I recently posted the introduction to our summer in Spain. If you haven’t read it, you might want to start there. Madrid was the first stop on our Spain adventure. We flew from San Diego through Dallas and landed pretty early in the morning. I like arriving in Europe in the morning when possible. It really helps to get on the new timezone and assists with jetlag.
The first day we powered through some sightseeing to maximize our three days in the city. But then we all crashed in the afternoon and took a nap. As with all travel there will be snags. My first snafu was transportation from the airport to the Airbnb. I pre-booked a car service for us to take us into Madrid city central. In hindsight it was kind of a disaster. We couldn’t get a hold of the driver and everyone was tired and grouchy. Just take a taxi! Having a rental car in Madrid in the city is not necessary (we booked ours for when we were leaving).
Madrid in July is HOT. Like really hot. I think we were there during a particularly warm week but it was over 100 degrees every day. We made the most of it, but there was a lot of sweating and looking for shade during our three days in Madrid. The kids were troopers, but lots of ice cream and cold Fantas were essential. Doing Madrid just in a few days with kids is doable, but you can’t see everything, obviously. During the planning process I polled the kids on things they wanted to do and see. We decided on: 1) just ONE museum (there are many to choose from but three main ones (The Prado, The Reina Sophia and Thyssen-Bornemisza), 2) A tour of the Royal Palace, and 3) The Parque de Retireo. As a food lover I also made sure we stopped and ate at two of the city’s famous Mercado food markets.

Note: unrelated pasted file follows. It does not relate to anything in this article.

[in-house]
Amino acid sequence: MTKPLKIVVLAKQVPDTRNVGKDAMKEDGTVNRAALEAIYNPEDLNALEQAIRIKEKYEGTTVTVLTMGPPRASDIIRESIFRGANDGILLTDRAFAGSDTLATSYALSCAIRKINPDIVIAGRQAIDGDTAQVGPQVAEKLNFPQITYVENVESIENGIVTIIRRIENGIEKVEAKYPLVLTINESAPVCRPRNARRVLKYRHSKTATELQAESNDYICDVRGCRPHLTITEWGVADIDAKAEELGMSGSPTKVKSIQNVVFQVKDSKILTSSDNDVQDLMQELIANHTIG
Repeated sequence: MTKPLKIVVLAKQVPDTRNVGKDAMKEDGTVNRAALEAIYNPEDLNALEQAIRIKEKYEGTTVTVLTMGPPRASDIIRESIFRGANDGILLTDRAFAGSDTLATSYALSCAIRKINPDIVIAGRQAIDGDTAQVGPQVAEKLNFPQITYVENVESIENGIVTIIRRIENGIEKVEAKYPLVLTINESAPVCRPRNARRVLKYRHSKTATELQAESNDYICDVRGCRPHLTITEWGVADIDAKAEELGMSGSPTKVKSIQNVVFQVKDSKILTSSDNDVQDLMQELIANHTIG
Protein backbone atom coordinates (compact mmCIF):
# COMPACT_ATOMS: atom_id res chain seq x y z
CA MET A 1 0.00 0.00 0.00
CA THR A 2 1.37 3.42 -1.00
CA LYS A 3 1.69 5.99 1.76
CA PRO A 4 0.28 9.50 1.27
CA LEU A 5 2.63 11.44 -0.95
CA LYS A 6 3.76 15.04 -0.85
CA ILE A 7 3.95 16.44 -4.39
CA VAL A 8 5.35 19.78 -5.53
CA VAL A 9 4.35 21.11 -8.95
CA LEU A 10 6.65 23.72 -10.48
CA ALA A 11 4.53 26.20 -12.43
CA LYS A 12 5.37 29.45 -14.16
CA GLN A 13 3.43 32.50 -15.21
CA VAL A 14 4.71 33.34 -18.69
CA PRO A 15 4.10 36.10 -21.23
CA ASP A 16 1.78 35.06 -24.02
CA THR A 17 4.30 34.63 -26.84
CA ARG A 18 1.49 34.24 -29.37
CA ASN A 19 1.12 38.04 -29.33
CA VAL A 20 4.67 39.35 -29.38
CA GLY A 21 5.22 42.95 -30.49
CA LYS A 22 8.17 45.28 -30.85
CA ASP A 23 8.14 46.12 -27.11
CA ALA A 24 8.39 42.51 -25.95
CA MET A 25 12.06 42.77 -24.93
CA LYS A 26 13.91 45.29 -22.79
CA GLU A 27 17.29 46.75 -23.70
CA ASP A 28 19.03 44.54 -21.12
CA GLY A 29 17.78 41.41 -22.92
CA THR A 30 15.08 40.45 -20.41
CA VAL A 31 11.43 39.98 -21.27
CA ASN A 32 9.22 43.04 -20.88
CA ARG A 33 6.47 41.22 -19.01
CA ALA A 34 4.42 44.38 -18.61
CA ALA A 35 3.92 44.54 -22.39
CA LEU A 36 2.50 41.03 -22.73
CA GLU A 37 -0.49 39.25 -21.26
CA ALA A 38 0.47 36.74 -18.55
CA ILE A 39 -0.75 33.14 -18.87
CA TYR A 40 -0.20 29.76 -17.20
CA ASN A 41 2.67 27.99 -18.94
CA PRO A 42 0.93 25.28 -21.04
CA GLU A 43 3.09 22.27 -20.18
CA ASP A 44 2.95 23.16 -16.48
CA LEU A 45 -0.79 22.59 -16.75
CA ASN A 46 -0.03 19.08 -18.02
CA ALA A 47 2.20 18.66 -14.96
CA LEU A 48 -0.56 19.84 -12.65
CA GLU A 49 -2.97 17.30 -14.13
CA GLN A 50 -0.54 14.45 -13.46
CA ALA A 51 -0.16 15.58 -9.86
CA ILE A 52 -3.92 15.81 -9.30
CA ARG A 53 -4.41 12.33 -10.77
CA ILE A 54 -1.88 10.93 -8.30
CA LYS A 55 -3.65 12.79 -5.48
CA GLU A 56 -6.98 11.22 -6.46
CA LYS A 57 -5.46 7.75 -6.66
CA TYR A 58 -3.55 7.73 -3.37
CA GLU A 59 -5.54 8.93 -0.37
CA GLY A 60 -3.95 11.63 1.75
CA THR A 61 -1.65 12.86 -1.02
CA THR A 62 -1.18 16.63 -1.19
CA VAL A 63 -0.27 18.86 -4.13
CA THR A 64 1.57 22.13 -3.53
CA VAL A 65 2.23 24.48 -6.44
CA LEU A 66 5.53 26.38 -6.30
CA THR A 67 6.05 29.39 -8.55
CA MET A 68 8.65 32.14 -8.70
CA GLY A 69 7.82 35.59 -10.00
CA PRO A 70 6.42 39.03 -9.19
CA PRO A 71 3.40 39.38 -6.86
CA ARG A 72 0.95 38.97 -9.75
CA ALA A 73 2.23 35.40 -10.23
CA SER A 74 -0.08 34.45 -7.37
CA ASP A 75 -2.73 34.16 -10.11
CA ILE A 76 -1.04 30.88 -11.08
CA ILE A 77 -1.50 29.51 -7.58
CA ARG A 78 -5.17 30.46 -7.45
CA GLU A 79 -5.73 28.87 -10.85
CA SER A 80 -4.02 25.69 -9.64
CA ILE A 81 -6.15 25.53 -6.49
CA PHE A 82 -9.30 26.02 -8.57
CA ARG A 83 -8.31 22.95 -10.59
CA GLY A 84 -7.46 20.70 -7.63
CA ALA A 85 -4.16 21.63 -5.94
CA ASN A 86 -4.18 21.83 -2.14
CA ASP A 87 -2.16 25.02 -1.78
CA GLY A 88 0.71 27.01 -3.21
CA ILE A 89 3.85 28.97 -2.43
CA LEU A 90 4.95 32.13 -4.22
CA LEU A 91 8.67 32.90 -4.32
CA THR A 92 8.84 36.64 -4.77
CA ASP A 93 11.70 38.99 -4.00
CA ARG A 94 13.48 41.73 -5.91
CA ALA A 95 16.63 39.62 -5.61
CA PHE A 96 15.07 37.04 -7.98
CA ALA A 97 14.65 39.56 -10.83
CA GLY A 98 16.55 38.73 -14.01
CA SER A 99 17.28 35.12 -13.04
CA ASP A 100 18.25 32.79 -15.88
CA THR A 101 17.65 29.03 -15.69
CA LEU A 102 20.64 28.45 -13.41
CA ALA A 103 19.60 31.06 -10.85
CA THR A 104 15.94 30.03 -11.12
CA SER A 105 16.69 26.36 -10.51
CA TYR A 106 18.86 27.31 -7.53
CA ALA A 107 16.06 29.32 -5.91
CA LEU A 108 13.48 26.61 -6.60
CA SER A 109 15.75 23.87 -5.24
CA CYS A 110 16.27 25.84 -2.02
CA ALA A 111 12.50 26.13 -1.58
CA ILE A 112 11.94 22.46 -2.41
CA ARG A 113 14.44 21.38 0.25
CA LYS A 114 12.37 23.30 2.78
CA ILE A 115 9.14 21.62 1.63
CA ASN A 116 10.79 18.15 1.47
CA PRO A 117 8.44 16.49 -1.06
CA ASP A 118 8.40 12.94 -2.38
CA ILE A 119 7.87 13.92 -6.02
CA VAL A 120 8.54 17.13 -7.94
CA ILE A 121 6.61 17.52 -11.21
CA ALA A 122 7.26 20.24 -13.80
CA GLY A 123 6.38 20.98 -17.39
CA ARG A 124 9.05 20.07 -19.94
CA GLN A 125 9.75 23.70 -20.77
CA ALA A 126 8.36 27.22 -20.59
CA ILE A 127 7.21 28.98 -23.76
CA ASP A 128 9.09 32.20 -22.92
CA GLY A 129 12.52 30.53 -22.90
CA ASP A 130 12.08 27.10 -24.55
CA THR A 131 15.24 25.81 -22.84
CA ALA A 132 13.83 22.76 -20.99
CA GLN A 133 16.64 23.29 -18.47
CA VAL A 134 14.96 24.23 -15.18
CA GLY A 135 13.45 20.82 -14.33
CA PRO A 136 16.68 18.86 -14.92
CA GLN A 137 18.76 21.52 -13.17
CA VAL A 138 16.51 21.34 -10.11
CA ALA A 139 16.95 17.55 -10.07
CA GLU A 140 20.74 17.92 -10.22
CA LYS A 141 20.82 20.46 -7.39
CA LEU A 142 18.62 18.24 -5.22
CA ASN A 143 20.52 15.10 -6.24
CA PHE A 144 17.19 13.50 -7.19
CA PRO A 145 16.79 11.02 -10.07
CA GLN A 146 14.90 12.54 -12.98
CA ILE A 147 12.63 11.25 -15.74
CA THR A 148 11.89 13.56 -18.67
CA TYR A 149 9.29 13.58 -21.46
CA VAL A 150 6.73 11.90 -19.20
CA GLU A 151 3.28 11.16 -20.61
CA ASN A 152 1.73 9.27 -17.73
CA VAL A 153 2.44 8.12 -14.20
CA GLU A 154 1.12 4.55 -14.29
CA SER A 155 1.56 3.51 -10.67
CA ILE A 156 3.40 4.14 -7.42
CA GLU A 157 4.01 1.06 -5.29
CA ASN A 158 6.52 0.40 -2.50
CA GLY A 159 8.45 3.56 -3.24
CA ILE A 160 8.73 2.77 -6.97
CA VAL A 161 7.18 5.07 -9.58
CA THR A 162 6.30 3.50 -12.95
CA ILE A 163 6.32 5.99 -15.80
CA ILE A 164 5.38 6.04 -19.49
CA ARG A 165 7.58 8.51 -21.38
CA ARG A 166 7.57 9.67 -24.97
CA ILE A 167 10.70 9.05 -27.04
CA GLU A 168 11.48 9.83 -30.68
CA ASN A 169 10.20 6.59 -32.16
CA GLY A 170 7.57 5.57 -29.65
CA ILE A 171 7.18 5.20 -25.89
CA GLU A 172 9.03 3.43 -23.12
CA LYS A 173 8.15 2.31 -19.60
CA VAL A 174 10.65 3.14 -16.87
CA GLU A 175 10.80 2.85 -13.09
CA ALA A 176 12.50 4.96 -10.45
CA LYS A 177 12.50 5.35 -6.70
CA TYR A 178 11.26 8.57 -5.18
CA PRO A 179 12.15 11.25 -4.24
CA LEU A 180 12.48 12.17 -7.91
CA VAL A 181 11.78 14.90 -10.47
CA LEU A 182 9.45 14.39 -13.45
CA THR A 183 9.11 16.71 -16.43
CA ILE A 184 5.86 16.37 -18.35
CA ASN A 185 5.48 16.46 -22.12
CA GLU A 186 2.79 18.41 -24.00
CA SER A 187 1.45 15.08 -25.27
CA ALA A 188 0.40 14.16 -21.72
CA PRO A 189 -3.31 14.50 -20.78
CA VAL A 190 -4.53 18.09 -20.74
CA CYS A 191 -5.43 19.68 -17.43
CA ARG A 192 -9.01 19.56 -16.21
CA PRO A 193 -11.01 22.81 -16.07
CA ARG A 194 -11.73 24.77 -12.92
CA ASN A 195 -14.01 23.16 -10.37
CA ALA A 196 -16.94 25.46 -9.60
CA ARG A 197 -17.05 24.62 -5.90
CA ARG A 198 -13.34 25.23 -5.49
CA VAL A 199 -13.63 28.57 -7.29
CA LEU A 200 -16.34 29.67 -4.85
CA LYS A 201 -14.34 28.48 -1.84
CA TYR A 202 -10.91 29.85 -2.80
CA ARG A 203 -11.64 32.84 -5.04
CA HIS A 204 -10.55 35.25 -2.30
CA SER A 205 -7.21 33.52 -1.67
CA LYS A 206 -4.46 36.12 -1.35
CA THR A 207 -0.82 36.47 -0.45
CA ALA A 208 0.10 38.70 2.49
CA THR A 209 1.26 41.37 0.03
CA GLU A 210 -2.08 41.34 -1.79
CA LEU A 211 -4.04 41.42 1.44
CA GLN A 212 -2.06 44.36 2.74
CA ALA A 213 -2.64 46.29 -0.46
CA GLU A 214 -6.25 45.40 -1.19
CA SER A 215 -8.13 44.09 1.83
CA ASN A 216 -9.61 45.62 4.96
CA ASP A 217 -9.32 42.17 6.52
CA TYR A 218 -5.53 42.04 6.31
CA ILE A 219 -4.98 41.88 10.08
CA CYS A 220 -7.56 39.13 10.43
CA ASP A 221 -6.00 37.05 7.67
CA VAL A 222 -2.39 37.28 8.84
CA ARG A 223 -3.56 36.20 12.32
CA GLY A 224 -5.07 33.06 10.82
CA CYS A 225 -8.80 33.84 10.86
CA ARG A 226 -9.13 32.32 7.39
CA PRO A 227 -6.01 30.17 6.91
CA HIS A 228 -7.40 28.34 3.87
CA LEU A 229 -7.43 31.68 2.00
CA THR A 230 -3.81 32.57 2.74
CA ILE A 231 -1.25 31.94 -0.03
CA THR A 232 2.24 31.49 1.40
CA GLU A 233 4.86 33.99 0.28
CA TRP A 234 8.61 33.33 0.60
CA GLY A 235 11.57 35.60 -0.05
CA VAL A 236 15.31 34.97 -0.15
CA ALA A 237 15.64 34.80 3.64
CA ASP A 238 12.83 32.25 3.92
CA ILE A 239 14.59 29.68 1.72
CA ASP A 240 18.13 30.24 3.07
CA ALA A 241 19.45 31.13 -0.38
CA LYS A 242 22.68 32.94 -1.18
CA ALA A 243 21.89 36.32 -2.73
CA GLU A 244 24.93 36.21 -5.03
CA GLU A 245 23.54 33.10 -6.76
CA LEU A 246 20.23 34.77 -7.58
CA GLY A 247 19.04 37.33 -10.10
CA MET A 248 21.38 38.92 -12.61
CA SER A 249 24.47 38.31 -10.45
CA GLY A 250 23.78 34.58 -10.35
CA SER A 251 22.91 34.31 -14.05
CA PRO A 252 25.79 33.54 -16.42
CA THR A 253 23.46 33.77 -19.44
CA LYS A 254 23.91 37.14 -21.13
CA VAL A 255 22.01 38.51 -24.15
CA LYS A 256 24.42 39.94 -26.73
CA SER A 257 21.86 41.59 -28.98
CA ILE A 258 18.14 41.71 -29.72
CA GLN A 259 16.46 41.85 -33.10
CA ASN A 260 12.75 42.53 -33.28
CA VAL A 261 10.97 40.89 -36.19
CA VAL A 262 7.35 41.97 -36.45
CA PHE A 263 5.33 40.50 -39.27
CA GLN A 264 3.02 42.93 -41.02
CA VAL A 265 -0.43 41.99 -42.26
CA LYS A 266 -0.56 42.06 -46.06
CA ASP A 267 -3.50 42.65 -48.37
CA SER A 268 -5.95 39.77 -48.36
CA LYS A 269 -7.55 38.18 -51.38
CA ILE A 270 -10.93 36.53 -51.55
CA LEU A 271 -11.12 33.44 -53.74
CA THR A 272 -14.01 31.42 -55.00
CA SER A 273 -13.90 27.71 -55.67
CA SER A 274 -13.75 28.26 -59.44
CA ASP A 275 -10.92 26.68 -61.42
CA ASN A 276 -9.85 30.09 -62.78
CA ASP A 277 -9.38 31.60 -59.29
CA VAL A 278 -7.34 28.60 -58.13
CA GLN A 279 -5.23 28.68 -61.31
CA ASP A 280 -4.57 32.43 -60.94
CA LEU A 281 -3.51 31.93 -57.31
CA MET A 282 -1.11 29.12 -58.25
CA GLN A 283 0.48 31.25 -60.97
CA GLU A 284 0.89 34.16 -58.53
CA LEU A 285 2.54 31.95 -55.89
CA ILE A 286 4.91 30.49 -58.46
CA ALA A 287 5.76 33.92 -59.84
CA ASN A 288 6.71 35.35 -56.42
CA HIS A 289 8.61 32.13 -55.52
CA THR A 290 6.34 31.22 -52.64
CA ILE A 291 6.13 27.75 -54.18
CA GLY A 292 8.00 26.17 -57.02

In terms of where we stayed — I was very happy with our AirBnB location. I found a spot right in the Centro section of the city. We just walked everywhere. It was great (although it was a six floor walk-up which was not air-conditioned and it definitely was a calorie burner hefting suitcases up and down)! It was also bare-bones – but we were barely there. The fact that it was clean and air-conditioned checked the boxes for us.
Highlights of Madrid:
- Walking from historical site to site — One thing we loved about staying right in the center of Madrid is that we could walk everywhere. We were able to easily take in historical sights such as the Plaza Mayor, a major public plaza space in the heart of Madrid. It was once the center of Old Madrid and first built (1580–1619). We also walked by the Puerta del Sol plaza several times (which was SO hot — no trees). Spanish for “Gate of the Sun”) The Puerta del Sol is a public square – cool fact its the center (Km 0) of the radial network of Spanish roads.
- Reina Sofia Museum – Even though Madrid is most famous for the Prado Museum we (ok, I) decided on the Reina Sofia as our museum stop. I really enjoy modern art (see my posts here, here and here on other favorite contemporary art museums) so it was my top choice. The museum houses Pablo Picasso’s most famous and awe-inspiring work Guernica (fills an entire wall – no photos allowed) and I really wanted to see it in person. The kids did so well. I talked to them a lot about thinking about how the piece of art makes them feel. They really embraced that and would spend a lot of time looking at paintings, sculptures and talking about the feelings they experienced. The museum is also a good size – not too big but plenty for several hours of walking around.